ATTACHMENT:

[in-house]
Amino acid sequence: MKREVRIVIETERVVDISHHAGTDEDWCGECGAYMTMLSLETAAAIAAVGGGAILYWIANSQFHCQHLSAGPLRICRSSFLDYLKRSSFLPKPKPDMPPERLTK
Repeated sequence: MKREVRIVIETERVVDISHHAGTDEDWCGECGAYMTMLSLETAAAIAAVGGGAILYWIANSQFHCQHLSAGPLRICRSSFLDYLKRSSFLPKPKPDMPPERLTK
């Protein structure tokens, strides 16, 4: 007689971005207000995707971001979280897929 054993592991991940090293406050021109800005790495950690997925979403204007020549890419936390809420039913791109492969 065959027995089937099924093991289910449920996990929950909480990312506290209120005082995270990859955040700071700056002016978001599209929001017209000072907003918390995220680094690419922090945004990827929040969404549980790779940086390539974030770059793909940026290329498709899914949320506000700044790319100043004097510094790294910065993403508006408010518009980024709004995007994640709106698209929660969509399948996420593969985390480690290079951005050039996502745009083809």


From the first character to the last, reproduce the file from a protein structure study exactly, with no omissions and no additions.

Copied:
[in-house]
Amino acid sequence: MKREVRIVIETERVVDISHHAGTDEDWCGECGAYMTMLSLETAAAIAAVGGGAILYWIANSQFHCQHLSAGPLRICRSSFLDYLKRSSFLPKPKPDMPPERLTK
Repeated sequence: MKREVRIVIETERVVDISHHAGTDEDWCGECGAYMTMLSLETAAAIAAVGGGAILYWIANSQFHCQHLSAGPLRICRSSFLDYLKRSSFLPKPKPDMPPERLTK
């Protein structure tokens, strides 16, 4: 007689971005207000995707971001979280897929 054993592991991940090293406050021109800005790495950690997925979403204007020549890419936390809420039913791109492969 065959027995089937099924093991289910449920996990929950909480990312506290209120005082995270990859955040700071700056002016978001599209929001017209000072907003918390995220680094690419922090945004990827929040969404549980790779940086390539974030770059793909940026290329498709899914949320506000700044790319100043004097510094790294910065993403508006408010518009980024709004995007994640709106698209929660969509399948996420593969985390480690290079951005050039996502745009083809």